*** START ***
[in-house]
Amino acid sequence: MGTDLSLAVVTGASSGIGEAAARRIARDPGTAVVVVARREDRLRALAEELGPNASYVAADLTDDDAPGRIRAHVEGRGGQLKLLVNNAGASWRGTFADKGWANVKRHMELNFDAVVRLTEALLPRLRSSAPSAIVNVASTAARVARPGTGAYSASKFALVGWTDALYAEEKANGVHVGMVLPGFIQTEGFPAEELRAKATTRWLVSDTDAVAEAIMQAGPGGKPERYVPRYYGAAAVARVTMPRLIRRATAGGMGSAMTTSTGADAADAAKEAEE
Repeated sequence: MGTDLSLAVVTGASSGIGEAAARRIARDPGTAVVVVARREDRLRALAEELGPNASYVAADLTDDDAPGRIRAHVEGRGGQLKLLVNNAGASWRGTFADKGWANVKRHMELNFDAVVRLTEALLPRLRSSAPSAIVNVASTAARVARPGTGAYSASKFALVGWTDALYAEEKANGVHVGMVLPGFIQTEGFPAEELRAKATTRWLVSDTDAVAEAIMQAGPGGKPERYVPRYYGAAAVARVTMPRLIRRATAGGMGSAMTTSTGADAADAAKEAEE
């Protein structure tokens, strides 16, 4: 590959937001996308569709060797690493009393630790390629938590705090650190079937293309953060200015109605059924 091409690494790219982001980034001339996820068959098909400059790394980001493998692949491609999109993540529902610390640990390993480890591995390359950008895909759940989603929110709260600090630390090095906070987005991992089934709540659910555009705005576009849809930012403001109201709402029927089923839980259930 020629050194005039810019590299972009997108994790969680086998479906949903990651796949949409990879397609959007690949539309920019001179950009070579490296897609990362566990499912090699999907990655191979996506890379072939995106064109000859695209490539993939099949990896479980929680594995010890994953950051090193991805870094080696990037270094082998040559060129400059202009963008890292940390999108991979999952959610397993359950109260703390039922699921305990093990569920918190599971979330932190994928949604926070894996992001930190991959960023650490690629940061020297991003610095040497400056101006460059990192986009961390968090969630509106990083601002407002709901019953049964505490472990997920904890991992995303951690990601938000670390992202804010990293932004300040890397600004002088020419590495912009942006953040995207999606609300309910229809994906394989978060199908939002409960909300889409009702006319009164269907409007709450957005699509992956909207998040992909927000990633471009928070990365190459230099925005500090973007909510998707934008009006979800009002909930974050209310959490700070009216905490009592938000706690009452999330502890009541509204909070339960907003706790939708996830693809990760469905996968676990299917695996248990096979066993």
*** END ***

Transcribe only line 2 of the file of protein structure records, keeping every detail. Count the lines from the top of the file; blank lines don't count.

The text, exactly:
Amino acid sequence: MGTDLSLAVVTGASSGIGEAAARRIARDPGTAVVVVARREDRLRALAEELGPNASYVAADLTDDDAPGRIRAHVEGRGGQLKLLVNNAGASWRGTFADKGWANVKRHMELNFDAVVRLTEALLPRLRSSAPSAIVNVASTAARVARPGTGAYSASKFALVGWTDALYAEEKANGVHVGMVLPGFIQTEGFPAEELRAKATTRWLVSDTDAVAEAIMQAGPGGKPERYVPRYYGAAAVARVTMPRLIRRATAGGMGSAMTTSTGADAADAAKEAEE